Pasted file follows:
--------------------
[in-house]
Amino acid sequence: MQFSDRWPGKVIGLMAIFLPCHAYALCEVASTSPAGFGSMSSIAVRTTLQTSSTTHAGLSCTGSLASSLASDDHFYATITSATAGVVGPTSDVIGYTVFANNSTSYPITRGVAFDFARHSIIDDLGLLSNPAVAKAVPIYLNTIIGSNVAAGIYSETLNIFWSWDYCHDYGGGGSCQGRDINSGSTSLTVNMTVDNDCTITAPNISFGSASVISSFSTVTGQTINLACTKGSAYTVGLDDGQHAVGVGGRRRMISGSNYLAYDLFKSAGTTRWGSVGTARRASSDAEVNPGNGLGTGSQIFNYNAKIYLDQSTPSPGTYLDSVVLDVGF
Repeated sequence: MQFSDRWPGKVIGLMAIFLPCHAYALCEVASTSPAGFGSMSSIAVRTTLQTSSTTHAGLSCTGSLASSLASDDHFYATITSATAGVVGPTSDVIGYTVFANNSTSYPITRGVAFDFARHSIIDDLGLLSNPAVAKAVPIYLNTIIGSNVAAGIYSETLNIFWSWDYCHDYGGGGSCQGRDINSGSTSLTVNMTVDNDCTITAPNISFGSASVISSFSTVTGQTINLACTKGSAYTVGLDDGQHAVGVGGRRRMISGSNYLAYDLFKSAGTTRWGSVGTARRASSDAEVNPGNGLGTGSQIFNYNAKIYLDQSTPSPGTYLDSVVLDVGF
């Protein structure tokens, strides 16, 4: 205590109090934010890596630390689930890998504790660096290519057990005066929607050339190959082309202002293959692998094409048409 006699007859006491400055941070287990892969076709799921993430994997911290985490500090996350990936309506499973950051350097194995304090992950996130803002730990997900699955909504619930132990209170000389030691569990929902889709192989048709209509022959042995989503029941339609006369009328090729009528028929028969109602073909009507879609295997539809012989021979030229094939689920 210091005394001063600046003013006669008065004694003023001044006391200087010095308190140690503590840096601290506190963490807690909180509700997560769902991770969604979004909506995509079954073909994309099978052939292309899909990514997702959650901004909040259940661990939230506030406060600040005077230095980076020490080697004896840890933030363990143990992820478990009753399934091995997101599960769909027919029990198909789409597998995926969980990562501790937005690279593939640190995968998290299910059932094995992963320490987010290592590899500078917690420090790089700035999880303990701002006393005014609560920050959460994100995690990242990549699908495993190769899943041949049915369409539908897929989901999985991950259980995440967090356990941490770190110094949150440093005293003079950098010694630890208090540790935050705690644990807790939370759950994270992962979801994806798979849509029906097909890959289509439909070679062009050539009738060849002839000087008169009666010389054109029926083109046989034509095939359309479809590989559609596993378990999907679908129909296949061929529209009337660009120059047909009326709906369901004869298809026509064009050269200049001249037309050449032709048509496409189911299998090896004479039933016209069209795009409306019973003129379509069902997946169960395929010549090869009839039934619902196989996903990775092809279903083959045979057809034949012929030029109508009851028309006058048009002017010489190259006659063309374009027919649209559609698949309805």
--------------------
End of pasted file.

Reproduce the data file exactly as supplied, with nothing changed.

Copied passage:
[in-house]
Amino acid sequence: MQFSDRWPGKVIGLMAIFLPCHAYALCEVASTSPAGFGSMSSIAVRTTLQTSSTTHAGLSCTGSLASSLASDDHFYATITSATAGVVGPTSDVIGYTVFANNSTSYPITRGVAFDFARHSIIDDLGLLSNPAVAKAVPIYLNTIIGSNVAAGIYSETLNIFWSWDYCHDYGGGGSCQGRDINSGSTSLTVNMTVDNDCTITAPNISFGSASVISSFSTVTGQTINLACTKGSAYTVGLDDGQHAVGVGGRRRMISGSNYLAYDLFKSAGTTRWGSVGTARRASSDAEVNPGNGLGTGSQIFNYNAKIYLDQSTPSPGTYLDSVVLDVGF
Repeated sequence: MQFSDRWPGKVIGLMAIFLPCHAYALCEVASTSPAGFGSMSSIAVRTTLQTSSTTHAGLSCTGSLASSLASDDHFYATITSATAGVVGPTSDVIGYTVFANNSTSYPITRGVAFDFARHSIIDDLGLLSNPAVAKAVPIYLNTIIGSNVAAGIYSETLNIFWSWDYCHDYGGGGSCQGRDINSGSTSLTVNMTVDNDCTITAPNISFGSASVISSFSTVTGQTINLACTKGSAYTVGLDDGQHAVGVGGRRRMISGSNYLAYDLFKSAGTTRWGSVGTARRASSDAEVNPGNGLGTGSQIFNYNAKIYLDQSTPSPGTYLDSVVLDVGF
């Protein structure tokens, strides 16, 4: 205590109090934010890596630390689930890998504790660096290519057990005066929607050339190959082309202002293959692998094409048409 006699007859006491400055941070287990892969076709799921993430994997911290985490500090996350990936309506499973950051350097194995304090992950996130803002730990997900699955909504619930132990209170000389030691569990929902889709192989048709209509022959042995989503029941339609006369009328090729009528028929028969109602073909009507879609295997539809012989021979030229094939689920 210091005394001063600046003013006669008065004694003023001044006391200087010095308190140690503590840096601290506190963490807690909180509700997560769902991770969604979004909506995509079954073909994309099978052939292309899909990514997702959650901004909040259940661990939230506030406060600040005077230095980076020490080697004896840890933030363990143990992820478990009753399934091995997101599960769909027919029990198909789409597998995926969980990562501790937005690279593939640190995968998290299910059932094995992963320490987010290592590899500078917690420090790089700035999880303990701002006393005014609560920050959460994100995690990242990549699908495993190769899943041949049915369409539908897929989901999985991950259980995440967090356990941490770190110094949150440093005293003079950098010694630890208090540790935050705690644990807790939370759950994270992962979801994806798979849509029906097909890959289509439909070679062009050539009738060849002839000087008169009666010389054109029926083109046989034509095939359309479809590989559609596993378990999907679908129909296949061929529209009337660009120059047909009326709906369901004869298809026509064009050269200049001249037309050449032709048509496409189911299998090896004479039933016209069209795009409306019973003129379509069902997946169960395929010549090869009839039934619902196989996903990775092809279903083959045979057809034949012929030029109508009851028309006058048009002017010489190259006659063309374009027919649209559609698949309805």